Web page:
When the two of them eventually left, the gathered leaders only had a short time to talk but I think they all felt the same way as I did. Pastor Paul voiced his frustration, as did some others, said it was generally agreed that the CBOQ was badly broken, hopelessly divided, the head office woefully inadequate to the task, and that the conference is probably unfixable outside a mighty work of God. Pastor Paul then made the suggestion that there was really only one, last ethically right thing left to do: Present one final, clear, decisive, formal motion at the next CBOQ Annual Assembly Meeting in June that essentially presents them an ultimatum. Stand by the word of God, stick to the principles the CBOQ has historically agreed on, and create a discipline and policing mechanism to deal with the churches who refuse — or don’t.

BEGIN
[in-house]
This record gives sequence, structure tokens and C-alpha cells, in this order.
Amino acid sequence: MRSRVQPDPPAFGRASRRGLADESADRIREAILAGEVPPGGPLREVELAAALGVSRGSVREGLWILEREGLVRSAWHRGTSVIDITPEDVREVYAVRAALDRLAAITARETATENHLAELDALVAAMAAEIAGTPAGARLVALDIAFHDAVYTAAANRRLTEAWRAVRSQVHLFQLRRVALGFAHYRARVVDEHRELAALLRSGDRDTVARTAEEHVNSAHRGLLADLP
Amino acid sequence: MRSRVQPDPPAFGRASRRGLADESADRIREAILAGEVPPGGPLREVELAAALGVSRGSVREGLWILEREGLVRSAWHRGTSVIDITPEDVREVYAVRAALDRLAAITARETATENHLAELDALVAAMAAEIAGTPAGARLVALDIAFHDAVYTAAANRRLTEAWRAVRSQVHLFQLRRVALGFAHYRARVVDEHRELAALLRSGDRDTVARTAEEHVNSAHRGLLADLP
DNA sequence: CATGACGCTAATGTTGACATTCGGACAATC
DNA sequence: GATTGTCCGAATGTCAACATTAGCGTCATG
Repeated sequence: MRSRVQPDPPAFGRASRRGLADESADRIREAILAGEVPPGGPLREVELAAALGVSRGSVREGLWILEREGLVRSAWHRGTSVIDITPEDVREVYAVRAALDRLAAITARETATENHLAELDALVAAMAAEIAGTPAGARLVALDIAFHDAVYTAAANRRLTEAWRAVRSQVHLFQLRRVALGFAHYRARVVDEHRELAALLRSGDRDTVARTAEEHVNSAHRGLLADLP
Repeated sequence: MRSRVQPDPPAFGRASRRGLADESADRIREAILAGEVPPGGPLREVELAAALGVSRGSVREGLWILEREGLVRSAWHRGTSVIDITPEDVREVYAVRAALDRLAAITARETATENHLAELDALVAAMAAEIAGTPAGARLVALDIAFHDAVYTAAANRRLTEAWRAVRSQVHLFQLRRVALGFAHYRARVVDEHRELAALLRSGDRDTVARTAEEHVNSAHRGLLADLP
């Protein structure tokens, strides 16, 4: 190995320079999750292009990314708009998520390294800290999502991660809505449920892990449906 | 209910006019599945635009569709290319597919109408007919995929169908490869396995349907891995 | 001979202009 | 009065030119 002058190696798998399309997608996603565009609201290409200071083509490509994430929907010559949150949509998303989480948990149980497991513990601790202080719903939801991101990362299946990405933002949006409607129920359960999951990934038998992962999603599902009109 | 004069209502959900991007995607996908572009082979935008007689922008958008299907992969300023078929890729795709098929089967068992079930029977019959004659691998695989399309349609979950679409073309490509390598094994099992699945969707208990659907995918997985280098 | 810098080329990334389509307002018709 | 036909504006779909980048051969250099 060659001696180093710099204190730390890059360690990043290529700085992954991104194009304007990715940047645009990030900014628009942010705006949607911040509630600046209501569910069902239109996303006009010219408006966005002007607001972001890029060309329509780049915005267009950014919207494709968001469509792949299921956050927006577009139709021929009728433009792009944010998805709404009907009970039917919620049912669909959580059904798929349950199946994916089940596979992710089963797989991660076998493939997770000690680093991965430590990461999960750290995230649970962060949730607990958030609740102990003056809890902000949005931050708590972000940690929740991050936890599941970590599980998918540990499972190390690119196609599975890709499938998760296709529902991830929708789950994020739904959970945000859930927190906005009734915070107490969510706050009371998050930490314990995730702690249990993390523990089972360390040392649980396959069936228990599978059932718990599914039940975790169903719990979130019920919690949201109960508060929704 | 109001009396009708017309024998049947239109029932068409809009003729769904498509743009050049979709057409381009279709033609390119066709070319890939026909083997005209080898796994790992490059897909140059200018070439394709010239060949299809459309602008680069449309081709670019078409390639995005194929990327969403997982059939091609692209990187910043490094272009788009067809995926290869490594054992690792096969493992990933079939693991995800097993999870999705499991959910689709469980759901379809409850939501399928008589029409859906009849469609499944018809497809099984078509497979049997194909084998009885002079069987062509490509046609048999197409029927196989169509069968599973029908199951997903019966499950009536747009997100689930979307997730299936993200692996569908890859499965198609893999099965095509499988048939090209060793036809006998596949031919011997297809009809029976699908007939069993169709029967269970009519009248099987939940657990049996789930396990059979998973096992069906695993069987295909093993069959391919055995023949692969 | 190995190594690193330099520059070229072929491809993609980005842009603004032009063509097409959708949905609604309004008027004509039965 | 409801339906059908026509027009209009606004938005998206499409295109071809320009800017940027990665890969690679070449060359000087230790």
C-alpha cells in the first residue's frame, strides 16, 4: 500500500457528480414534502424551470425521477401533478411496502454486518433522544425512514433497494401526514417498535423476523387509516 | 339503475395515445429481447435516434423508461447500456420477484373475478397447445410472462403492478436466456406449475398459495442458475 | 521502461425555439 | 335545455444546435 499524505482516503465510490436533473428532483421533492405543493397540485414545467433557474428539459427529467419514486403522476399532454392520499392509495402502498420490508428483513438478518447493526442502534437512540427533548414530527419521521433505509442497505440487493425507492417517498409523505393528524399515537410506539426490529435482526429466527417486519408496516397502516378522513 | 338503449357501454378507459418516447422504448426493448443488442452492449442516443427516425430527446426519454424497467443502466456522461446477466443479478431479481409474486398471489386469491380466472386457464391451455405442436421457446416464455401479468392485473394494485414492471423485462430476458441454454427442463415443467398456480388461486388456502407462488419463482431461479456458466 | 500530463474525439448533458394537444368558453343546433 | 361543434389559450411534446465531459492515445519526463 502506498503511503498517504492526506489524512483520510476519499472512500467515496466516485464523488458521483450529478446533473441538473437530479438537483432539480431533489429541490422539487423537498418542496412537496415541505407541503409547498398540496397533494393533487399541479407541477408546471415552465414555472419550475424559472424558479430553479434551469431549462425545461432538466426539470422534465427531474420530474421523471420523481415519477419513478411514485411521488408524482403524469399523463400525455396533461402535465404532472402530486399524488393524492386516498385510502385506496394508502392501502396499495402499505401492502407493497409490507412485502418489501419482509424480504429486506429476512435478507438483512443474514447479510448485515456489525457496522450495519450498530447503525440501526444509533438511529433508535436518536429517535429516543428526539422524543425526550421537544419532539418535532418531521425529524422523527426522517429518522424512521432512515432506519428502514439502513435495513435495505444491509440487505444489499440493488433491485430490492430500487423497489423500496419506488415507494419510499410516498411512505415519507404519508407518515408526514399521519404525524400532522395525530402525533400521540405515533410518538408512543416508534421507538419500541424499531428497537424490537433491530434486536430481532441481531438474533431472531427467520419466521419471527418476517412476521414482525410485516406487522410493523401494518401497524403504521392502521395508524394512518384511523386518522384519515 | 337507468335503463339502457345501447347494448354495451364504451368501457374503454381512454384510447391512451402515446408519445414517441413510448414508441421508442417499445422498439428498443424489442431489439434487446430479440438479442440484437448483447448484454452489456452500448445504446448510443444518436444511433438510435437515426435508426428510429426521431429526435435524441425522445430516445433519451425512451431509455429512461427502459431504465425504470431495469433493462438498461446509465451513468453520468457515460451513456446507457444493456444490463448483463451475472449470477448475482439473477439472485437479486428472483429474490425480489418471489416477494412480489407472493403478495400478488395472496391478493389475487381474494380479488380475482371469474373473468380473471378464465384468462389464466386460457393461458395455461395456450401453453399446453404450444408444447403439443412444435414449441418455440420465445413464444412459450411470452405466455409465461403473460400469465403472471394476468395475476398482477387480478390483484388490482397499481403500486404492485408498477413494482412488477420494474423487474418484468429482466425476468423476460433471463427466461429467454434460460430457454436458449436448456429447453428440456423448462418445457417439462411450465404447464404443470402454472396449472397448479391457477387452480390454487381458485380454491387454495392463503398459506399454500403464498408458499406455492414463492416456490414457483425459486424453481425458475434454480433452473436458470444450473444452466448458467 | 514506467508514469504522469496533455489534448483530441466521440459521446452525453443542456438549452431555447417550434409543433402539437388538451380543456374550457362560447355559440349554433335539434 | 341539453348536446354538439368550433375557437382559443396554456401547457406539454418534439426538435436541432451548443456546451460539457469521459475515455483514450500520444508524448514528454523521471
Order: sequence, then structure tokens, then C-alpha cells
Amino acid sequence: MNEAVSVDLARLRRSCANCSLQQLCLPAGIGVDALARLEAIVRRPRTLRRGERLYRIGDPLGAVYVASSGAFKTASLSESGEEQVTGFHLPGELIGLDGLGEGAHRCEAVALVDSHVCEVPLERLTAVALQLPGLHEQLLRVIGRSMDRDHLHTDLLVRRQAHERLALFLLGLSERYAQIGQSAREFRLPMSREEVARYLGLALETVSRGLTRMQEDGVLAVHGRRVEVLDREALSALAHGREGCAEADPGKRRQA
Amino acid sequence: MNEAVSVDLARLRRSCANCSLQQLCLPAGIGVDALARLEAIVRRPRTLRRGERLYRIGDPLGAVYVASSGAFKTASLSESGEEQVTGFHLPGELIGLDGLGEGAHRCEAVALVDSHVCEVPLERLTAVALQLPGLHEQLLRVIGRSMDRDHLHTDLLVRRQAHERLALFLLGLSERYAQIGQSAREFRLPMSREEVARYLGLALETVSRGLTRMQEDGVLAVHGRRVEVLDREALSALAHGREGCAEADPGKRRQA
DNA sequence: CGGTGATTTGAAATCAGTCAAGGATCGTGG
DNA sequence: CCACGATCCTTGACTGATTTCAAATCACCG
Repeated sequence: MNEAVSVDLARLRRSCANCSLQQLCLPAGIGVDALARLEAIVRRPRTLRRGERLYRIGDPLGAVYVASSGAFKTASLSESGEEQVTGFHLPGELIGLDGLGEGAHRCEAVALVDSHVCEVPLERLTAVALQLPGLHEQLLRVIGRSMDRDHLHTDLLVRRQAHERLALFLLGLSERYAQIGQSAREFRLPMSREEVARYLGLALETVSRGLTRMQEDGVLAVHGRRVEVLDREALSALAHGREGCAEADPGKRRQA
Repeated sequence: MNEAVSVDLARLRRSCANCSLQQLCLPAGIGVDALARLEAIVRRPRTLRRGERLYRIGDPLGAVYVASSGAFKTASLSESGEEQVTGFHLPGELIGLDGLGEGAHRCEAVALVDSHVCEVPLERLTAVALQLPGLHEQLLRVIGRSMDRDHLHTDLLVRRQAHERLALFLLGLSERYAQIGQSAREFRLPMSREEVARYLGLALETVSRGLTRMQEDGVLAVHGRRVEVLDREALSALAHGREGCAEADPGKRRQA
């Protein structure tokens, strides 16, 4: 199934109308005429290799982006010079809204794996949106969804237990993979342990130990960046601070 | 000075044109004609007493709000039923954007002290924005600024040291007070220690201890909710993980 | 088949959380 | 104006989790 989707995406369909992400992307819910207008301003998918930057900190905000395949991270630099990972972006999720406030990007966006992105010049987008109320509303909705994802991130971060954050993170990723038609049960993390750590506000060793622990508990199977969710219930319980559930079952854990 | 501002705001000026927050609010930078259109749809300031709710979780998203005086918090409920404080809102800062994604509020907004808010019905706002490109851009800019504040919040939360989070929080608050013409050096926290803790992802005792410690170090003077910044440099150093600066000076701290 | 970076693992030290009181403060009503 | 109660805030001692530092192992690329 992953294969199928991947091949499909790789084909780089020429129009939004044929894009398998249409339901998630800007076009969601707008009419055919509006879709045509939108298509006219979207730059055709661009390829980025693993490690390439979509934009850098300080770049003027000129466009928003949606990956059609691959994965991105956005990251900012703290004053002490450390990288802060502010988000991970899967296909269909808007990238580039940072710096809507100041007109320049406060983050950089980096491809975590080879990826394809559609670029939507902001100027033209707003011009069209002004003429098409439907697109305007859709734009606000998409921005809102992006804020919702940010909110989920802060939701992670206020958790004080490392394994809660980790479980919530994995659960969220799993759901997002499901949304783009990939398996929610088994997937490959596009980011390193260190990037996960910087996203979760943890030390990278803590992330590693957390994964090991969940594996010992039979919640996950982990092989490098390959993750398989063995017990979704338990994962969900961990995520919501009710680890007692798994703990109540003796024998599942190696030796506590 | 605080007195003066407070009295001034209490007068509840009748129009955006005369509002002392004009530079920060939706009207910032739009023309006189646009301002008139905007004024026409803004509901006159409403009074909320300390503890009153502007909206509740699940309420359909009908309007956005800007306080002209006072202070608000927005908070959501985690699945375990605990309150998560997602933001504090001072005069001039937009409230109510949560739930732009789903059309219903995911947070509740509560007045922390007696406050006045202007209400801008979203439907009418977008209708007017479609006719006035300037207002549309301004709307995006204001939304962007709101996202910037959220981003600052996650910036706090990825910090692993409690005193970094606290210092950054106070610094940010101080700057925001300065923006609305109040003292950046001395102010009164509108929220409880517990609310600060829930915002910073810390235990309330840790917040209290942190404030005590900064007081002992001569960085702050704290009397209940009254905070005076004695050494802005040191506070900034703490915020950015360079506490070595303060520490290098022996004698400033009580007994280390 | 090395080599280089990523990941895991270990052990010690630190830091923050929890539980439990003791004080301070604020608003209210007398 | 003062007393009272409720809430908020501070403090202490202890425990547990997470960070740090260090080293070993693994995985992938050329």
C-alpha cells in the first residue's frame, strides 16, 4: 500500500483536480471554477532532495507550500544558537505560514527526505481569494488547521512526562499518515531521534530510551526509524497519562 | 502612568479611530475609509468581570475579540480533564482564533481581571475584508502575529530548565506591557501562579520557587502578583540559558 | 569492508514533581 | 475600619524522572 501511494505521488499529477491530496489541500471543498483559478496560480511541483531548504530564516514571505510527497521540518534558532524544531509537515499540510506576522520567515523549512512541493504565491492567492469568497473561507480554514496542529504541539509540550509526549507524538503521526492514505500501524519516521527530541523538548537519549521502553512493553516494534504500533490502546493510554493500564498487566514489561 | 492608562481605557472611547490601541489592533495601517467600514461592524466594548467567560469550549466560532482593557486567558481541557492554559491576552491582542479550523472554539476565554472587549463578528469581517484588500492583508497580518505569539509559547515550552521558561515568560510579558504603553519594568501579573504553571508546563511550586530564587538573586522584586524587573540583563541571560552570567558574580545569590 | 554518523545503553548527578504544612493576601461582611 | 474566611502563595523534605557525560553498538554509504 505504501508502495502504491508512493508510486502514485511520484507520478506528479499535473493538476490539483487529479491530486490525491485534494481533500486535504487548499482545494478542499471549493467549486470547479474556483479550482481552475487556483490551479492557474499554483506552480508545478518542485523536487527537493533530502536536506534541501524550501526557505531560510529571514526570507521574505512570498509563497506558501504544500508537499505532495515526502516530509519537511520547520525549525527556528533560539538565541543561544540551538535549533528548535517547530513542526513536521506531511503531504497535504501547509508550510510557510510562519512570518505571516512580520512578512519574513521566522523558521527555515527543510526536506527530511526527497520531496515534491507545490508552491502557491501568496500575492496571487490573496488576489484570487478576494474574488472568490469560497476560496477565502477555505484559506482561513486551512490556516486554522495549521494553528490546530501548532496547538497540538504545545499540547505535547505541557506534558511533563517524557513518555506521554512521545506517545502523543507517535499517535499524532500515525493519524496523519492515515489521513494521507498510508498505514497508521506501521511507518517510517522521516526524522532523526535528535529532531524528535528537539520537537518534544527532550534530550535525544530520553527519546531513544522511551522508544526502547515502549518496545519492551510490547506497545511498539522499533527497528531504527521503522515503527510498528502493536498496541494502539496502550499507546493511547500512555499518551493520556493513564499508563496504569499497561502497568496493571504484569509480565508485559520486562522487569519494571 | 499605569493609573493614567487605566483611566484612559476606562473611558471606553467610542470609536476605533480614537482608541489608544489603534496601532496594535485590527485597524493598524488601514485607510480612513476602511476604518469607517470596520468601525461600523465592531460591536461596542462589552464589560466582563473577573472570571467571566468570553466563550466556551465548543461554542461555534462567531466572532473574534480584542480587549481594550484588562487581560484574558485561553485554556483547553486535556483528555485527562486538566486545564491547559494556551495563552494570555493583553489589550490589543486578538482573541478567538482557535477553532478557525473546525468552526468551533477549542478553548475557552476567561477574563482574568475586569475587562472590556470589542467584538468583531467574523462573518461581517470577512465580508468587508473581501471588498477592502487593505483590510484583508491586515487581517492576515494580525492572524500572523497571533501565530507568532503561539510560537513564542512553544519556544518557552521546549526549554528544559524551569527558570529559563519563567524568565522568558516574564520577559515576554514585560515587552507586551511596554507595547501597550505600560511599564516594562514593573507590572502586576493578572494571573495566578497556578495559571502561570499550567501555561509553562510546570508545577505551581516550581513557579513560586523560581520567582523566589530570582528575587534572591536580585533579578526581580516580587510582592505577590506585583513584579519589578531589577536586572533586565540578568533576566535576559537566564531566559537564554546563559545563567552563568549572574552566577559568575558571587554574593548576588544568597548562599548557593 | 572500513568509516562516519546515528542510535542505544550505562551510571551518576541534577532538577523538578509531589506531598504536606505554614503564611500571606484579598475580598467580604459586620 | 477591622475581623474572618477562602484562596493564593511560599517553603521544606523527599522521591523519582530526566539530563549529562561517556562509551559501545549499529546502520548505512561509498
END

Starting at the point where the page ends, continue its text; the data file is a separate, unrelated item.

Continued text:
And that’s the current plan. Pastor Mark Bertrand, who has been part of this process from day one and has even been sitting on various CBOQ committees, will get a few smart folks together to draft that motion, send it out to the CLRA churches, and then we’ll probably meet one more time before the meeting to nail down the exact wording.
The general consensus is that a motion like that will be thunderously defeated at the floor, but at least then everyone will know where they stand. And that’s where we’re at as a church too. Jason and I are waiting for CLRA to get back to us with a draft of that motion, and we’re waiting and praying for the next Annual Meeting.
(There was a brief Q&A at this point. To hear it, listen to the Audio Podcast version.)
Why This is Important